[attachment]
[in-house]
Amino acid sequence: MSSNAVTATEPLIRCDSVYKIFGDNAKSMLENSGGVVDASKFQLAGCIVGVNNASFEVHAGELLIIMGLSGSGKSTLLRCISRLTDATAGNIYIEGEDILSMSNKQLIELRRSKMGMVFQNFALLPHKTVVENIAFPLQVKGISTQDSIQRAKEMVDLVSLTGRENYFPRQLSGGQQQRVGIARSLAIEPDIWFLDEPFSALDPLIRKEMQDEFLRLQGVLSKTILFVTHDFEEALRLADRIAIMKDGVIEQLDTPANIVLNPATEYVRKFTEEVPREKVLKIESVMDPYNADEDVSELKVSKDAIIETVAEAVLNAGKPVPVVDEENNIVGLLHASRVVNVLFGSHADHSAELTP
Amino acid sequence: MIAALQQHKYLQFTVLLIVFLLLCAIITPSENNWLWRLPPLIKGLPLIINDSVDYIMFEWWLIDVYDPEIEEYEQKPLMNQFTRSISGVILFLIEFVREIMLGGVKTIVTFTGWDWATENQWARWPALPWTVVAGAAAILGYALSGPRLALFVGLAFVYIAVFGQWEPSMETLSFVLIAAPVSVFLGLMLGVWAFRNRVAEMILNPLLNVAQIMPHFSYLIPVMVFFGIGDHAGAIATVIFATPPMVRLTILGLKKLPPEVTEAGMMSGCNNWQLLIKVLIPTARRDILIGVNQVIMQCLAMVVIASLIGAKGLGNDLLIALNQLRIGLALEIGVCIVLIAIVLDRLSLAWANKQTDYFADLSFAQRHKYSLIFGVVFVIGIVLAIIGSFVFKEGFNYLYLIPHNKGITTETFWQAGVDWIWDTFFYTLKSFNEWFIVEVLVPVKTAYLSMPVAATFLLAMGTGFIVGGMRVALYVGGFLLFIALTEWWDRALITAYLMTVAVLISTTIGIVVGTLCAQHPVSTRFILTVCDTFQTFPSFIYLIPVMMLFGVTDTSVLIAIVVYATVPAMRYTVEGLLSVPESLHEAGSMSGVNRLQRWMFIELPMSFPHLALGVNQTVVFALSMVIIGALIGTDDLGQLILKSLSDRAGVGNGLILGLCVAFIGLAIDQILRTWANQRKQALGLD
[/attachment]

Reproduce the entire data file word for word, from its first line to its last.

[in-house]
Amino acid sequence: MSSNAVTATEPLIRCDSVYKIFGDNAKSMLENSGGVVDASKFQLAGCIVGVNNASFEVHAGELLIIMGLSGSGKSTLLRCISRLTDATAGNIYIEGEDILSMSNKQLIELRRSKMGMVFQNFALLPHKTVVENIAFPLQVKGISTQDSIQRAKEMVDLVSLTGRENYFPRQLSGGQQQRVGIARSLAIEPDIWFLDEPFSALDPLIRKEMQDEFLRLQGVLSKTILFVTHDFEEALRLADRIAIMKDGVIEQLDTPANIVLNPATEYVRKFTEEVPREKVLKIESVMDPYNADEDVSELKVSKDAIIETVAEAVLNAGKPVPVVDEENNIVGLLHASRVVNVLFGSHADHSAELTP
Amino acid sequence: MIAALQQHKYLQFTVLLIVFLLLCAIITPSENNWLWRLPPLIKGLPLIINDSVDYIMFEWWLIDVYDPEIEEYEQKPLMNQFTRSISGVILFLIEFVREIMLGGVKTIVTFTGWDWATENQWARWPALPWTVVAGAAAILGYALSGPRLALFVGLAFVYIAVFGQWEPSMETLSFVLIAAPVSVFLGLMLGVWAFRNRVAEMILNPLLNVAQIMPHFSYLIPVMVFFGIGDHAGAIATVIFATPPMVRLTILGLKKLPPEVTEAGMMSGCNNWQLLIKVLIPTARRDILIGVNQVIMQCLAMVVIASLIGAKGLGNDLLIALNQLRIGLALEIGVCIVLIAIVLDRLSLAWANKQTDYFADLSFAQRHKYSLIFGVVFVIGIVLAIIGSFVFKEGFNYLYLIPHNKGITTETFWQAGVDWIWDTFFYTLKSFNEWFIVEVLVPVKTAYLSMPVAATFLLAMGTGFIVGGMRVALYVGGFLLFIALTEWWDRALITAYLMTVAVLISTTIGIVVGTLCAQHPVSTRFILTVCDTFQTFPSFIYLIPVMMLFGVTDTSVLIAIVVYATVPAMRYTVEGLLSVPESLHEAGSMSGVNRLQRWMFIELPMSFPHLALGVNQTVVFALSMVIIGALIGTDDLGQLILKSLSDRAGVGNGLILGLCVAFIGLAIDQILRTWANQRKQALGLD